Some statements are factual, but arguably not “true.” It is factual that fixed network or terrestrial network coverage gaps exist in rural and other “hard to reach” areas. In many rural areas, especially mountainous areas where few people live, there might be zero mobile network coverage, to say nothing of fixed network coverage.
The existence of such gaps might, or might not, bear much relationship to the state of service quality in dense, suburban and other areas with greater population density. In other words, it is not a “failure” of government or industry that some areas have poor to no terrestrial network coverage. Some areas simply have such low population density that only satellite service is commercially viable, even with deployment subsidies.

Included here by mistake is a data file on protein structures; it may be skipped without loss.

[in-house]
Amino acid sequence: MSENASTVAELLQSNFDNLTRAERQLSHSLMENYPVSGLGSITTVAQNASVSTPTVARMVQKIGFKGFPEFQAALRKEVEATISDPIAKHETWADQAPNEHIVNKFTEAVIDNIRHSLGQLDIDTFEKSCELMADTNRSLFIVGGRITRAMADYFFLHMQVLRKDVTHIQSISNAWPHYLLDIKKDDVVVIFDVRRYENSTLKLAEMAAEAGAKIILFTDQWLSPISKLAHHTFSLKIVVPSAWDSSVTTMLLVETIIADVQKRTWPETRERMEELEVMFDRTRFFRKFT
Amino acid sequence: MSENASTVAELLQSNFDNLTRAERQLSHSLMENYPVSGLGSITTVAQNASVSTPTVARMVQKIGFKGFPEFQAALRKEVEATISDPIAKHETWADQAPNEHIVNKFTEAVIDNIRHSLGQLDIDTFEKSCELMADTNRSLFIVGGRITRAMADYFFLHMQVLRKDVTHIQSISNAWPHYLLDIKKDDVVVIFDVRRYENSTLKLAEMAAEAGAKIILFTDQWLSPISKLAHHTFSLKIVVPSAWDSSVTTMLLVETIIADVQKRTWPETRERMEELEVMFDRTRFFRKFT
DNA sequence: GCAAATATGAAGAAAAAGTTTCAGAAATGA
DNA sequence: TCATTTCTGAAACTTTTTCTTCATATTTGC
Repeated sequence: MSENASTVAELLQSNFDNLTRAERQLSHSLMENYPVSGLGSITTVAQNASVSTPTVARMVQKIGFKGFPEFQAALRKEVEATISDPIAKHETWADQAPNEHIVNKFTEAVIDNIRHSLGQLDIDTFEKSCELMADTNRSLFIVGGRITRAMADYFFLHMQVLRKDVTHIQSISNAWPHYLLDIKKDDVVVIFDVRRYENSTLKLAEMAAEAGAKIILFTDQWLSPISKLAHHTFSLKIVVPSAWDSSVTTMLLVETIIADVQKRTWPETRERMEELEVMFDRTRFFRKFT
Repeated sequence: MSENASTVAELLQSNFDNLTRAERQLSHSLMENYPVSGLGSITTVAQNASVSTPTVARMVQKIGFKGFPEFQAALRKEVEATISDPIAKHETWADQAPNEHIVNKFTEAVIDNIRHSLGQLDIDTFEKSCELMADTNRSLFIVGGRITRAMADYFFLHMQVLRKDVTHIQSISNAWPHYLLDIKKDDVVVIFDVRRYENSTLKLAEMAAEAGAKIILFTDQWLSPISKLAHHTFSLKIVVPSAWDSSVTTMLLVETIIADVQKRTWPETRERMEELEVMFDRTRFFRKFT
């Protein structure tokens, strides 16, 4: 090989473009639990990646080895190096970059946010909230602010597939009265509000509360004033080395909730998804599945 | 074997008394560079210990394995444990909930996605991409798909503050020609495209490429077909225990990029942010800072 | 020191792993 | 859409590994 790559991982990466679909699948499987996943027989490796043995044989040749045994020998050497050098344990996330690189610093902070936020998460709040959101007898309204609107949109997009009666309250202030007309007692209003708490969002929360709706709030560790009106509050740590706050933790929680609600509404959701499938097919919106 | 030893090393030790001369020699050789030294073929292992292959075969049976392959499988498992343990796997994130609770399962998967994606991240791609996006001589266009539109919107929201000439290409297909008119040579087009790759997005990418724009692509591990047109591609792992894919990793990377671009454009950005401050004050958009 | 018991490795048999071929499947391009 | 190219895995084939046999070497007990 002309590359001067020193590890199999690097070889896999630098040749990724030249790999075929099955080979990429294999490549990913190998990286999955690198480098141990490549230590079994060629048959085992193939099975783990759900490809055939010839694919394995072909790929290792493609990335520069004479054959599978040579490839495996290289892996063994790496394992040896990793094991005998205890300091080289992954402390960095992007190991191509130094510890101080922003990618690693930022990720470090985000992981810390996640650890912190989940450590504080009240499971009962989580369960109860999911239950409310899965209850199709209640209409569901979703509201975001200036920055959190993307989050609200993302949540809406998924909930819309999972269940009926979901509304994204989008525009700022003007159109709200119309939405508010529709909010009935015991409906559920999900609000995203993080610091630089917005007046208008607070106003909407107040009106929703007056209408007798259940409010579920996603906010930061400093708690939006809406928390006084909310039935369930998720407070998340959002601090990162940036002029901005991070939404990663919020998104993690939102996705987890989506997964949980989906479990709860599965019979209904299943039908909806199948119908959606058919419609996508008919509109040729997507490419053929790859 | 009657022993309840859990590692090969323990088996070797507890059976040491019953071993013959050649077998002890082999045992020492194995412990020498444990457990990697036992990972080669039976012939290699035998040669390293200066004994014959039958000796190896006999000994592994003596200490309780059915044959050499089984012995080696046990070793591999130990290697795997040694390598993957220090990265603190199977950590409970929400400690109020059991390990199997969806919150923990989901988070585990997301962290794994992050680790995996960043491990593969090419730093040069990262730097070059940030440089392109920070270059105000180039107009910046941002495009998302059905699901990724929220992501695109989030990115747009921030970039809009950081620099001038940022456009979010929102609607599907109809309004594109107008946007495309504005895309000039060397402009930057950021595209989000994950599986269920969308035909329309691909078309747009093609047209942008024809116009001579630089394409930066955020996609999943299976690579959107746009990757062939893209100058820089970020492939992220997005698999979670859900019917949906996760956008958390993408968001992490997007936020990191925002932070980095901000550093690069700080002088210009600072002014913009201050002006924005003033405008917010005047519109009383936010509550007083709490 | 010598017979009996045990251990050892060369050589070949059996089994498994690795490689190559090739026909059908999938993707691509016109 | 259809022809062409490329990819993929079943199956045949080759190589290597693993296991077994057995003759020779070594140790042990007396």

The simple reality is that coverage of the “last couple of percent” of people in most countries with rural, mountainous or island geographies is quite expensive. In the U.S. market, for example, it is coverage of the last one percent of people that is most tellingly expensive.
The point is that coverage gaps can exist without necessarily telling us very much about the state of internet access on a wider basis within any country.